Jacobin - November 2019

Bong Joon Ho’s movie Parasite, which reached US theaters last month after its initial South Korean release in May, has been a massive hit among critics and audiences alike. After its Palme d’Or–winning première at Cannes, it sold over ten million tickets in South Korea alone, making it that country’s fourth biggest-selling film of 2019.

Grossing over $120 million worldwide, Parasite is director Bong Joon Ho’s seventh film and his most successful yet. Coming from a director whose films often feature marginalized characters fighting oppression (see Barking Dogs Never Bite, The Host, and most recently Snowpiercer), Parasite has been hailed as a lucid and straightforward critique of wealth inequality in South Korean society.

The film (spoilers below!) is widely seen as an allegory for the rampant class inequality and popular frustration at the lack of social mobility in one of Asia’s richest countries. Writing in Jacobin, Eileen Jones praised Parasite for going beyond simple allegorical overtures, claiming that it “crystallizes the experiences of being an underclass family grasping at a chance to ‘make it,’ and portrays it in such a way as to hurt you.”

In the New York Times, Brian X. Chen described the film as a confrontation between “the haves against the have-nots,” and interprets the con carried out by the Kim family in the film as revenge for the “bitterness and frustration” at a society engineered to make sure only the wealthy succeed. Scott Mendelson called the film a “brutal social commentary” on the lives of the rich, reliant on the labor of an unrecognized underclass who “can barely afford to live in the civilization for which they provide the foundation.”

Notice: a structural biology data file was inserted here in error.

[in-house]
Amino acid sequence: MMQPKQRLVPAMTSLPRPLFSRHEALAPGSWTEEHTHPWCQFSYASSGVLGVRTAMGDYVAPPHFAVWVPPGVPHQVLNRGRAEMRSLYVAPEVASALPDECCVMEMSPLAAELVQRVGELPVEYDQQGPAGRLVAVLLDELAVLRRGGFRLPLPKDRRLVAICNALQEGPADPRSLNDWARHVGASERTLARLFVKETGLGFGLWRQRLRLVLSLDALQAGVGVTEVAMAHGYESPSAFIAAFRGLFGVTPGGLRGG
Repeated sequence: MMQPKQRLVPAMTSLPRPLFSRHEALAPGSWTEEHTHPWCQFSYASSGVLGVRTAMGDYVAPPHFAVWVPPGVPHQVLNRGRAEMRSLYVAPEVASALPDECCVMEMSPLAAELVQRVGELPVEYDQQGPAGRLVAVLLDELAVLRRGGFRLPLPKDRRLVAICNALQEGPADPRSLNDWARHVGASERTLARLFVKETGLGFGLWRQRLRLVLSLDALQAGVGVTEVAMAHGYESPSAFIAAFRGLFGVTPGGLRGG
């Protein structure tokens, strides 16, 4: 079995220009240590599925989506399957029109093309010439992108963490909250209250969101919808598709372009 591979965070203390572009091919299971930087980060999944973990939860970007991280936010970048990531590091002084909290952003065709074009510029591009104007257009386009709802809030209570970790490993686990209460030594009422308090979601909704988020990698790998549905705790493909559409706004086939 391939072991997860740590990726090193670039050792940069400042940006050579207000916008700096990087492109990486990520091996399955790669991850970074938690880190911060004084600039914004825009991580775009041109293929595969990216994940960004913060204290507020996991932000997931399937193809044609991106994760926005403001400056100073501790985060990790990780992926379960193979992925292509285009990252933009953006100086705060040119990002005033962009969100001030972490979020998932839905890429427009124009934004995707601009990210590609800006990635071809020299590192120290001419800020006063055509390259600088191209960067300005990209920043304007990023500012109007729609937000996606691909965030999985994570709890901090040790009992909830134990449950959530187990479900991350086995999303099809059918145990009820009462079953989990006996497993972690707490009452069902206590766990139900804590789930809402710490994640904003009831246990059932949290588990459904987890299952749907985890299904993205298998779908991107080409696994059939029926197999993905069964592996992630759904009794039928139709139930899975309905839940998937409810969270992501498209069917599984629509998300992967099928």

The encounter between the Kim and Park families in Parasite is, indeed, a fairly obvious metaphor for class antagonisms in South Korean society. But to focus on material wealth alone risks neglecting a subtler, and ultimately more devastating critique latent in Bong Joon Ho’s film. For Parasite also zones in on the stripping of working-class people’s dignity, self-respect, and social stature, as our work, and our lives, are made ever more precarious by the harshening dynamics of neoliberal capitalism.

Living Paycheck to Paycheck

First, the plot. In Parasite, an impoverished, working-class Seoul family called the Kims infiltrates the world of the rich through a series of ingenious cons. When their son Ki-woo is offered a lucrative gig by his friend tutoring the daughter of a wealthy family in Seoul — the Parks — he accepts. Yet Ki-woo faces the slight complication that he hasn’t attended university, as his family couldn’t afford tuition. Anticipating that the Parks will only accept a college student, he shows up with an enrollment form forged by his artistically inclined sister.

Surprised at the naivety of the rich, Ki-woo devises a series of Mission Impossible–style plots to get his entire family into working for the Parks. Ki-woo’s sister, Ki-jeong, becomes an “art therapy” tutor for the Parks’ quirky and somewhat difficult young son. Ki-woo’s father, Ki-taek, gets hired as their personal driver. Ki-woo’s mother, Chung-sook, installs herself as the new live-in help after ousting the longtime housekeeper.

Keeping their family ties a secret, their new jobs lift the Kims out of their seemingly inescapable poverty in a few short weeks. In a labor market lacking in stable, well-paid positions, in which workers often resort to self-employment or casual labor lacking workplace protections, the Kims have hit the jackpot.